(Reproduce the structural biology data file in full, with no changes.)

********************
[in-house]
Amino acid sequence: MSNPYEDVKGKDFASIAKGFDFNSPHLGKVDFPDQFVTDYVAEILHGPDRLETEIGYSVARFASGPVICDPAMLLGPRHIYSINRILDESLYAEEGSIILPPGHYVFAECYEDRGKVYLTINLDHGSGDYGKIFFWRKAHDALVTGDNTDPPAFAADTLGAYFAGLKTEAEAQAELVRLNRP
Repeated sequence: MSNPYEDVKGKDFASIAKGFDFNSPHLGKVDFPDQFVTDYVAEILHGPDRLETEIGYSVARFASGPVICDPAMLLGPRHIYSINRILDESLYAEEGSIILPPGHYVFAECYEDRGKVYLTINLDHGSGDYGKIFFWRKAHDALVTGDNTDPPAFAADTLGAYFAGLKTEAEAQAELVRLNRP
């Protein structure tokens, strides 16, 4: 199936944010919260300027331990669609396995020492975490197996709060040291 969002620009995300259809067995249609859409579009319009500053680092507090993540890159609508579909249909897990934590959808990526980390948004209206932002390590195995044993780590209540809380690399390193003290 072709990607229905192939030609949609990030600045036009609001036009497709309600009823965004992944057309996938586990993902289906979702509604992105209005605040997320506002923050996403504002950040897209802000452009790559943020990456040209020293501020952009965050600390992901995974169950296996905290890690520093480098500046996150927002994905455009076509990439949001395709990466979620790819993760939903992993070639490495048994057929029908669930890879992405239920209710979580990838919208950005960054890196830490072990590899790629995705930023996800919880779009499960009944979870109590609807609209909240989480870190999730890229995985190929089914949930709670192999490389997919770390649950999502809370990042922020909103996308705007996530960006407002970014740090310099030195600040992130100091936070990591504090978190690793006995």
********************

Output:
[in-house]
Amino acid sequence: MSNPYEDVKGKDFASIAKGFDFNSPHLGKVDFPDQFVTDYVAEILHGPDRLETEIGYSVARFASGPVICDPAMLLGPRHIYSINRILDESLYAEEGSIILPPGHYVFAECYEDRGKVYLTINLDHGSGDYGKIFFWRKAHDALVTGDNTDPPAFAADTLGAYFAGLKTEAEAQAELVRLNRP
Repeated sequence: MSNPYEDVKGKDFASIAKGFDFNSPHLGKVDFPDQFVTDYVAEILHGPDRLETEIGYSVARFASGPVICDPAMLLGPRHIYSINRILDESLYAEEGSIILPPGHYVFAECYEDRGKVYLTINLDHGSGDYGKIFFWRKAHDALVTGDNTDPPAFAADTLGAYFAGLKTEAEAQAELVRLNRP
């Protein structure tokens, strides 16, 4: 199936944010919260300027331990669609396995020492975490197996709060040291 969002620009995300259809067995249609859409579009319009500053680092507090993540890159609508579909249909897990934590959808990526980390948004209206932002390590195995044993780590209540809380690399390193003290 072709990607229905192939030609949609990030600045036009609001036009497709309600009823965004992944057309996938586990993902289906979702509604992105209005605040997320506002923050996403504002950040897209802000452009790559943020990456040209020293501020952009965050600390992901995974169950296996905290890690520093480098500046996150927002994905455009076509990439949001395709990466979620790819993760939903992993070639490495048994057929029908669930890879992405239920209710979580990838919208950005960054890196830490072990590899790629995705930023996800919880779009499960009944979870109590609807609209909240989480870190999730890229995985190929089914949930709670192999490389997919770390649950999502809370990042922020909103996308705007996530960006407002970014740090310099030195600040992130100091936070990591504090978190690793006995």